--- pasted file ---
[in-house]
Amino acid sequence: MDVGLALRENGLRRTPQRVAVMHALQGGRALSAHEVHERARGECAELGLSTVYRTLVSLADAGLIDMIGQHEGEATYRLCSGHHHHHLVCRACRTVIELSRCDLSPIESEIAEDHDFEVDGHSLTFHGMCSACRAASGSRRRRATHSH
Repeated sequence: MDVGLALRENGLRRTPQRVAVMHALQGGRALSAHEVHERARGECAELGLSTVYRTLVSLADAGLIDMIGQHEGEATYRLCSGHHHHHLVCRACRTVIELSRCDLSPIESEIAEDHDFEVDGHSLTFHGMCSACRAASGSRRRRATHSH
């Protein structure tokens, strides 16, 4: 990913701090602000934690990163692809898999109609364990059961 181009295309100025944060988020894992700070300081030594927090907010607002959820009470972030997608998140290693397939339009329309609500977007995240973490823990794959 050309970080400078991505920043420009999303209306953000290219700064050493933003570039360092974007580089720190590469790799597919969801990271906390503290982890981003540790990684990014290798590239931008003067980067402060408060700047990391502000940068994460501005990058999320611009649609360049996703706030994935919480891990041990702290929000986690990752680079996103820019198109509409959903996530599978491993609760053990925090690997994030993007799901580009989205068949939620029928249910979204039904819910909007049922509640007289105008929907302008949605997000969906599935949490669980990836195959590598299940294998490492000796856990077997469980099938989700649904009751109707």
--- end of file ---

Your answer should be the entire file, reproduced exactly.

[in-house]
Amino acid sequence: MDVGLALRENGLRRTPQRVAVMHALQGGRALSAHEVHERARGECAELGLSTVYRTLVSLADAGLIDMIGQHEGEATYRLCSGHHHHHLVCRACRTVIELSRCDLSPIESEIAEDHDFEVDGHSLTFHGMCSACRAASGSRRRRATHSH
Repeated sequence: MDVGLALRENGLRRTPQRVAVMHALQGGRALSAHEVHERARGECAELGLSTVYRTLVSLADAGLIDMIGQHEGEATYRLCSGHHHHHLVCRACRTVIELSRCDLSPIESEIAEDHDFEVDGHSLTFHGMCSACRAASGSRRRRATHSH
């Protein structure tokens, strides 16, 4: 990913701090602000934690990163692809898999109609364990059961 181009295309100025944060988020894992700070300081030594927090907010607002959820009470972030997608998140290693397939339009329309609500977007995240973490823990794959 050309970080400078991505920043420009999303209306953000290219700064050493933003570039360092974007580089720190590469790799597919969801990271906390503290982890981003540790990684990014290798590239931008003067980067402060408060700047990391502000940068994460501005990058999320611009649609360049996703706030994935919480891990041990702290929000986690990752680079996103820019198109509409959903996530599978491993609760053990925090690997994030993007799901580009989205068949939620029928249910979204039904819910909007049922509640007289105008929907302008949605997000969906599935949490669980990836195959590598299940294998490492000796856990077997469980099938989700649904009751109707």